I was humbled, thankful and pleased to see The Post and Courier’s endorsement of my re-election this morning. If you missed it, I thought you might like to see it and, for that reason, have attached it below.
Thank you for your part in the efforts of the last two years that led to them writing what they did this morning…
I hope we talk soon,
Return Sanford to the House
October 31, 2016
Virtually unknown U.S. House candidate Mark Sanford was right 22 years ago when he called for sweeping federal entitlement reforms to avert a fiscal train wreck.
He still is.
And he deserves another term from voters in the 1st Congressional District.
Rep. Sanford recently stressed — again — the pressing, related problems of “debt, deficit and government spending,” telling us, “We are sleepwalking” toward a bottom-line debacle.
And while Rep. Sanford, then as now, often finds himself on the losing side of lopsided appropriations votes, he’s on the winning side of budgetary frugality. He has fully earned his longtime high marks from Citizens Against Government Waste, the National Taxpayers Union and other organizations committed to limited government.
That sharp focus, however, didn’t prevent him from correctly supporting federal funding for deepening Charleston Harbor so it could handle the larger cargo ships coming our way in the wake of the Panama Canal expansion. As he explained, that was a case of wisely investing in “a national resource.”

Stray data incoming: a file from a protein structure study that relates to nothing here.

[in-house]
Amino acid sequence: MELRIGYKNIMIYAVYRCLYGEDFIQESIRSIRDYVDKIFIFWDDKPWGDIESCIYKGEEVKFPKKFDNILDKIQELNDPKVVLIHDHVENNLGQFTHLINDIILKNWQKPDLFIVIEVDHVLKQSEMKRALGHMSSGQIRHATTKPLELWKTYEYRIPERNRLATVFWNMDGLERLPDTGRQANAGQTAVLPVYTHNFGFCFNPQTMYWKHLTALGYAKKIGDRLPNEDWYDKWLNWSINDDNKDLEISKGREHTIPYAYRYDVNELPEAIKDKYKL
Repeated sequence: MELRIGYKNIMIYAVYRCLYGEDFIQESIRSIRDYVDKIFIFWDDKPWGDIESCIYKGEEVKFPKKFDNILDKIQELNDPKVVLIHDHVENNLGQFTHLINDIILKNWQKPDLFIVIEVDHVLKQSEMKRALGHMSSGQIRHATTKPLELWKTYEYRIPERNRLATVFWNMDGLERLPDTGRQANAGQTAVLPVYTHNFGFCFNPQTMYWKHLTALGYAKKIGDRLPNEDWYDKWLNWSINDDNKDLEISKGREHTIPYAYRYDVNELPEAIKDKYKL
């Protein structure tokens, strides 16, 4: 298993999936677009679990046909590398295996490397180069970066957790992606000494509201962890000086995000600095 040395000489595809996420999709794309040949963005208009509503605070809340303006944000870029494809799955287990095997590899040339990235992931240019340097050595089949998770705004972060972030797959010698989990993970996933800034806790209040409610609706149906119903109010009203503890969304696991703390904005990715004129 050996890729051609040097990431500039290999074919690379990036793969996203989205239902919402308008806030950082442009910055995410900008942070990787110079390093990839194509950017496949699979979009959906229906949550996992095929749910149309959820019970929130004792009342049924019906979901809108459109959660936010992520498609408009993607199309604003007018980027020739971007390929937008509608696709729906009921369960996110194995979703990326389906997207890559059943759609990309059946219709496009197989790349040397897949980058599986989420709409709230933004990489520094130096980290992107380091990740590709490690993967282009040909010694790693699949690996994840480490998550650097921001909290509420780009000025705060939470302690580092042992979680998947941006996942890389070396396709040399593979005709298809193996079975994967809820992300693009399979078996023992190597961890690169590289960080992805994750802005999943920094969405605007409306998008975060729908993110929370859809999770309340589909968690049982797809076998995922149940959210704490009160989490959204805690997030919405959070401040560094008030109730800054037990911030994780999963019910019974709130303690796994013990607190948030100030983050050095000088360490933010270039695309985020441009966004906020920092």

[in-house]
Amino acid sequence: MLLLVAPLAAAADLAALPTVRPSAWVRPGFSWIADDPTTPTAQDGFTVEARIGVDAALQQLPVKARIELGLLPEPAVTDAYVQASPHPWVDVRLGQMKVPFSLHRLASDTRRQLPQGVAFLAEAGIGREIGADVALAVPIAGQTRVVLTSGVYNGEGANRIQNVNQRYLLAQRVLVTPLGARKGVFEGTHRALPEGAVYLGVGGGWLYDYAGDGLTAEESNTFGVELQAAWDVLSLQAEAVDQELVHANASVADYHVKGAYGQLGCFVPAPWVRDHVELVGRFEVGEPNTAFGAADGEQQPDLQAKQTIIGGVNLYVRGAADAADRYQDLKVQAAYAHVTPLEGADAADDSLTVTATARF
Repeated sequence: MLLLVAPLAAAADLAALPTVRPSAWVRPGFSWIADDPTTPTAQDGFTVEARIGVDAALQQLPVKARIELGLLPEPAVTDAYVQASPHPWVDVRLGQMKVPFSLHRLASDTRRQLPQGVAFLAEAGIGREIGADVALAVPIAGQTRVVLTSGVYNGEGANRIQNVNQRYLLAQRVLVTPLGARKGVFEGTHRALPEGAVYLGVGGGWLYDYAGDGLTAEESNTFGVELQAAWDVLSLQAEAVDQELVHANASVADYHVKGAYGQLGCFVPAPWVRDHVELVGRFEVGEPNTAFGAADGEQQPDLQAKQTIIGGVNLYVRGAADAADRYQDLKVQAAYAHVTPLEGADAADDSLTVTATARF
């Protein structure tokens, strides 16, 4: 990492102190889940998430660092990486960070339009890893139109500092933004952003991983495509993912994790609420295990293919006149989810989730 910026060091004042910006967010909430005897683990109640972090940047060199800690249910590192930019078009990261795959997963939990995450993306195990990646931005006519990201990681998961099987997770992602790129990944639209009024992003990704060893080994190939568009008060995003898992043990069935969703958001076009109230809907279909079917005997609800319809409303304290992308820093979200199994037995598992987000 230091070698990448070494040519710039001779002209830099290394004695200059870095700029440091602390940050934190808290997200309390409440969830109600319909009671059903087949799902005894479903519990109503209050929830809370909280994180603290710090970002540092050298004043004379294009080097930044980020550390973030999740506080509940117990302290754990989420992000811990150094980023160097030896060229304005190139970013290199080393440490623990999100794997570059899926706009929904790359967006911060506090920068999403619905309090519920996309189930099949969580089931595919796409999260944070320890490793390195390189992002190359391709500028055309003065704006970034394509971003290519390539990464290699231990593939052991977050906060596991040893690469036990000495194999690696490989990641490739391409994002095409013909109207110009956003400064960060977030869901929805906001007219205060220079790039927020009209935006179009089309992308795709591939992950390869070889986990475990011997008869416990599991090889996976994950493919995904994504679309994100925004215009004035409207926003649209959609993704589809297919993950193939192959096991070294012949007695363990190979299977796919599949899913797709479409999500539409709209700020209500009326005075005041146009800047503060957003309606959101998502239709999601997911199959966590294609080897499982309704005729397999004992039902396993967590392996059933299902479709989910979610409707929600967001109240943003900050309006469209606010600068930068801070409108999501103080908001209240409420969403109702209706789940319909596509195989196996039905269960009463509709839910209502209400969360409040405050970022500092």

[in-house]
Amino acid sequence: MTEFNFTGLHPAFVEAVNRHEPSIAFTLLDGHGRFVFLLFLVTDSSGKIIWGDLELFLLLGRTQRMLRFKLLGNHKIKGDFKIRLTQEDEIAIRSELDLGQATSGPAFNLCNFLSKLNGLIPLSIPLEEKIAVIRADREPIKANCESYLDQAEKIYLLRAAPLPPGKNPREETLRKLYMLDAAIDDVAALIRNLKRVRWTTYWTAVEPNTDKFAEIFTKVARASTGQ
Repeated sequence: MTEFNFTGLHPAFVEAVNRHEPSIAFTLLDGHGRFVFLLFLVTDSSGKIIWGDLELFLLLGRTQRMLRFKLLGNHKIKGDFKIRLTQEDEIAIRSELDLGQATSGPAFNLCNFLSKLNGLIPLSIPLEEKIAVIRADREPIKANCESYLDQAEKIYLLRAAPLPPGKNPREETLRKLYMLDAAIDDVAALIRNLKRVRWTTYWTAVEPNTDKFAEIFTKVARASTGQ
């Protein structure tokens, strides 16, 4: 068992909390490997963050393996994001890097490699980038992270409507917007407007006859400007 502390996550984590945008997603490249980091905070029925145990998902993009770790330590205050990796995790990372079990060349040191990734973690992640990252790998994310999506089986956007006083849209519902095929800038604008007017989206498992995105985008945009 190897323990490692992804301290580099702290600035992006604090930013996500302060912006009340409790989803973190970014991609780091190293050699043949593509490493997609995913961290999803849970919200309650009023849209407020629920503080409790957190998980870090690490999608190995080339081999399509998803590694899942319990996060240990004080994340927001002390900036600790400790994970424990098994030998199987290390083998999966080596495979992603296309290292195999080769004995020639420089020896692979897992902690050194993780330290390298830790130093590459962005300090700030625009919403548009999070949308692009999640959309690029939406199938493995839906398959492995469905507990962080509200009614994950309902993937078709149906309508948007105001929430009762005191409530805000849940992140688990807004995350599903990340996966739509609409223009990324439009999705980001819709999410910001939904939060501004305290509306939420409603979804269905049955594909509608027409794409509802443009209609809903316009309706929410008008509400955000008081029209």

Yet he remains rightly worried about the reckless course of federal entitlements that keep growing due to “unlimited demand for a product that people perceive somebody else is paying for.”
So he persists in backing assorted efforts to advance overdue, though politically difficult, solutions to that defining problem of our time.
And while he fairly credits the lingering budget sequester with restraining federal spending, he laments its “blunt tool” impact via across-the-board caps: “It is not the way you should make decisions and how you should fund government.”
Rep. Sanford also offers a voice of reason on balancing anti-terror efforts with the vital mission of safeguarding American liberty: “As Republicans we get a little muddy on this. We are morphing in the name of fighting terrorism toward a level of surveillance that I think goes against what was laid out in the Bill of Rights.”
He is rightly wary, too, about the long-term retreat from legislative prerogatives on committing the U.S. military to armed conflicts: “Congress needs to reclaim its authority on being able to declare war.”
He hails the Colin Powell Doctrine: “Begin with an end in mind. Define the exit strategy.”
Then, if those indispensable elements aren’t in place: “Don’t go in.”
Unlike too many fellow Republicans, Rep. Sanford recognizes the threat posed by climate change. He points to the effects of it he has already seen at his family’s farm near Beaufort.
While he at first was OK with seismic testing off our state’s coast to study the feasibility of offshore drilling, he now opposes it due to constituents’ concerns: “I have a willingness to listen carefully to the district instead of Washington. I spend a lot of time out listening to folks.”
And he has spent a lot of time as a consistent advocate of conservative, constitutional government.
Yes, Mr. Sanford went through a self-inflicted personal scandal during his second term as governor. But he has been a force for fiscal responsibility in the House, before and after his governorship.
First District voters should give him another term.